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Obsessive-Compulsive Disorder is a diagnosis that is characterized by recurrent obsessions and/or compulsions that interfere substantially with daily functioning. Obsessions are "persistent ideas, thoughts, impulses or images that are experienced as intrusive and inappropriate". These obsessions tend to cause a great deal of anxiety and distress. Typical obsessions would include repetitive thoughts about contamination, causing harm to others, self-doubt (e.g. did I lock the door) or other unwanted thoughts that people battle to get out of their minds. Compulsions are "repetitive behaviours or mental acts that are aimed at preventing or reducing the anxiety or distress". Typical examples of compulsive behaviour would include hand washing, ritualistic prayer, checking and counting. Compulsions are often aimed at either preventing the distress brought on by obsessions or at preventing the proposed harm associated with them.

For example, an individual with a contamination obsession would worry a great deal about getting "dirt" or "germs" on his hands. As a result, he would tend to avoid touching a wide variety of "contaminated objects" (e.g. door handles, the floor, towels that have previously been used by themselves, restaurant cutlery, desks at college). He would tend to then frequently wash his hands in an attempt to reduce his anxiety associated with his perceived contamination. This behaviour would cause a great deal of distress and get in the way of his ability to function, firstly because of his avoidance and secondly because of the amount of time that may be taken by his hand washing behaviour.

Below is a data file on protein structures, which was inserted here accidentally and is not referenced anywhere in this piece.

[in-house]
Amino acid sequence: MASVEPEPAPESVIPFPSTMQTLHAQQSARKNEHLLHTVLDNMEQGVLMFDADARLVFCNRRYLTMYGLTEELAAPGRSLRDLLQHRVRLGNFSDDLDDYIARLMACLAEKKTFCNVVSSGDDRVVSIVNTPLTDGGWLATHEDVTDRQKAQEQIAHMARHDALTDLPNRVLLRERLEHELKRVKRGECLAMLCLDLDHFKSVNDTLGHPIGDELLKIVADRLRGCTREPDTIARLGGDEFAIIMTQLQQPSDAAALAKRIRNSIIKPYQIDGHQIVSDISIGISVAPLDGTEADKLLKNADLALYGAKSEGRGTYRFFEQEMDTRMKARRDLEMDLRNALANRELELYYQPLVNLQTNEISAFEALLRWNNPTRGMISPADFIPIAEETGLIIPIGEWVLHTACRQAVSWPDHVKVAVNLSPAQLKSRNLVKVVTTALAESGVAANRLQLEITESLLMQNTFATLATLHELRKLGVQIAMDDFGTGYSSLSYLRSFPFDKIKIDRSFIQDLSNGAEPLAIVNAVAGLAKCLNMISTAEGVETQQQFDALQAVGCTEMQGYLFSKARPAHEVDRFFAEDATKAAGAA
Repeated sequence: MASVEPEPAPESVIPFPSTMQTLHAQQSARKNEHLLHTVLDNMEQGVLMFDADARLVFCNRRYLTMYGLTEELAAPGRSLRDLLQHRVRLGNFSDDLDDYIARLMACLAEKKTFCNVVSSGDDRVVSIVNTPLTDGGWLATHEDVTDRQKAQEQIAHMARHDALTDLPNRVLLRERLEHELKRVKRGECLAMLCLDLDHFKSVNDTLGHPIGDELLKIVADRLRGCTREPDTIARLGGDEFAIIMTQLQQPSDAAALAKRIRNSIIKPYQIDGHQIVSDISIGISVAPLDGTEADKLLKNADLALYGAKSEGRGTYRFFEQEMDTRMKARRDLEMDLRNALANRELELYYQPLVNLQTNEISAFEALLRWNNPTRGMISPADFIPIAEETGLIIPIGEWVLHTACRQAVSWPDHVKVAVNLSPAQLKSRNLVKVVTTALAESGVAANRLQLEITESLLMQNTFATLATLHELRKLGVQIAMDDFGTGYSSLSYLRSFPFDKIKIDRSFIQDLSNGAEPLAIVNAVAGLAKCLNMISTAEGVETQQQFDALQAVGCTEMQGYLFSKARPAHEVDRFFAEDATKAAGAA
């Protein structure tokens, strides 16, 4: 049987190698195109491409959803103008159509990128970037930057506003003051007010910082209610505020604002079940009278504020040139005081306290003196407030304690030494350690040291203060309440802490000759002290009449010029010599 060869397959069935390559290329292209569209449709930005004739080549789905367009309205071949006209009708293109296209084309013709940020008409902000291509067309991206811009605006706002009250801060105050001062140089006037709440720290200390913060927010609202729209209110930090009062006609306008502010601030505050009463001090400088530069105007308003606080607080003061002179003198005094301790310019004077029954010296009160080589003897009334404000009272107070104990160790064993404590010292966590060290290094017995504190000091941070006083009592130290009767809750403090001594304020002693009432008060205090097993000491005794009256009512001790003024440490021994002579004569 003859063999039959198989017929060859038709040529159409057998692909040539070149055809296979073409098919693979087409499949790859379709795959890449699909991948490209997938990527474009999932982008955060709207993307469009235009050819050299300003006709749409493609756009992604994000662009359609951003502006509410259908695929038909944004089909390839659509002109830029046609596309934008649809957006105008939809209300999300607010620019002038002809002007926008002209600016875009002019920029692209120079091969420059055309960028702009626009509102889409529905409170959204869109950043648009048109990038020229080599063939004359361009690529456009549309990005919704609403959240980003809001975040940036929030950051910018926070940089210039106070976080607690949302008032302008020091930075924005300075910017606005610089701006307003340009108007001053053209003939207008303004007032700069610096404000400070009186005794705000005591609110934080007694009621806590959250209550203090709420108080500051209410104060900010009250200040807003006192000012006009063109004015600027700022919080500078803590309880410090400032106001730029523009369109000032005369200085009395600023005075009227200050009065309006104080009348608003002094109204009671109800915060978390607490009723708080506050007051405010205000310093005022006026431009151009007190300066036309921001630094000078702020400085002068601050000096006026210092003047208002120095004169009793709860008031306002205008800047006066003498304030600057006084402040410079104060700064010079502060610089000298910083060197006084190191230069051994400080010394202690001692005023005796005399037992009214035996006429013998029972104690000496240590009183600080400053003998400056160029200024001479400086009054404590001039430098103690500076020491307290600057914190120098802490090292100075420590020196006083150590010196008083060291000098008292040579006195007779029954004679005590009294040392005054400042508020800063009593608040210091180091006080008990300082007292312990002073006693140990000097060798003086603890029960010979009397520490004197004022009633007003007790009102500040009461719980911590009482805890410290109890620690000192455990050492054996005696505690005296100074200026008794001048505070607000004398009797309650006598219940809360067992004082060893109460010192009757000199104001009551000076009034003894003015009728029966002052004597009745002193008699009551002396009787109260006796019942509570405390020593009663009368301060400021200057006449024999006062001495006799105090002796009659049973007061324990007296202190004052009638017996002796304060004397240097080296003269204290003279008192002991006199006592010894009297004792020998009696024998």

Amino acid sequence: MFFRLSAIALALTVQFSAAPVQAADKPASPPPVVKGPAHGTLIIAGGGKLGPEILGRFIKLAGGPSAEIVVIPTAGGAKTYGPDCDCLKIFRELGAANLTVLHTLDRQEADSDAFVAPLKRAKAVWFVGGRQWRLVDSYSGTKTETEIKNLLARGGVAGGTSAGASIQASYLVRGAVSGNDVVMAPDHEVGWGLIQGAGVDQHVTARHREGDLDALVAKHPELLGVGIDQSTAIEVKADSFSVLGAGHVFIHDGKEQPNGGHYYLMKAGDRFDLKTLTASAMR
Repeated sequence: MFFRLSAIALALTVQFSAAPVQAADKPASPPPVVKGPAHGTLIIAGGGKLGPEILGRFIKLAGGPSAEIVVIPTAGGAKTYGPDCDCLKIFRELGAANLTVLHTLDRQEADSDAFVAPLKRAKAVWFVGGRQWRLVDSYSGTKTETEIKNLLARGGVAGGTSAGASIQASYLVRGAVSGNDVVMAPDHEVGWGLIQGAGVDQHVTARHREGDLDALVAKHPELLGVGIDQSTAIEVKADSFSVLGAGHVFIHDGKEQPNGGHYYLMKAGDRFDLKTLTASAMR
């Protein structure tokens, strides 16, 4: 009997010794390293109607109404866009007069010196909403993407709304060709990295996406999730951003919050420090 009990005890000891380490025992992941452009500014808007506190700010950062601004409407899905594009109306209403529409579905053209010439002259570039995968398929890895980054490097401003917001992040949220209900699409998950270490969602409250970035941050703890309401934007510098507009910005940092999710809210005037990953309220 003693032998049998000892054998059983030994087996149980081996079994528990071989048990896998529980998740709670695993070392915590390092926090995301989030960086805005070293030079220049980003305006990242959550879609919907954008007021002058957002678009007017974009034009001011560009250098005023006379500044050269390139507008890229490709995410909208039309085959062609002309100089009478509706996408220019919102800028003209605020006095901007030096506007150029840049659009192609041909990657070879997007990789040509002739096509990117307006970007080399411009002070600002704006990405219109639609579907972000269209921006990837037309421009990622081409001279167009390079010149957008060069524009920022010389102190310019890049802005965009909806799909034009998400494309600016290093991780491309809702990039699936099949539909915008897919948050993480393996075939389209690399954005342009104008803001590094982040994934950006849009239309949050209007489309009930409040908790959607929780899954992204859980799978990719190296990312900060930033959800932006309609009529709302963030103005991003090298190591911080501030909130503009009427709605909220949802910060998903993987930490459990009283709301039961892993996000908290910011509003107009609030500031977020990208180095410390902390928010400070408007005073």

The treatment of choice for OCD is referred to as prolonged exposure and response prevention (EX/RP) (Franklin & Foa, 2008). During exposure therapy, individuals are introduced to the idea of prolonged exposure to obsessions without the use of the associated compulsive behaviour as a coping mechanism. During prolonged exposure, individuals are encouraged to expose themselves to the very thoughts, images, ideas, situations or other stimuli that they have their obsessions about. This is done for a prolonged period of time until their anxiety begins to habituate or starts to come down without the use of the compulsion. This is a very powerful technique that helps the brain to rewire its circuitry that is involved with OCD symptoms. As with most other exposure-based interventions, most people feel a great deal of anxiety about this before beginning with exposure and a significant amount of psycho-education and cognitive therapy is often required before hand.


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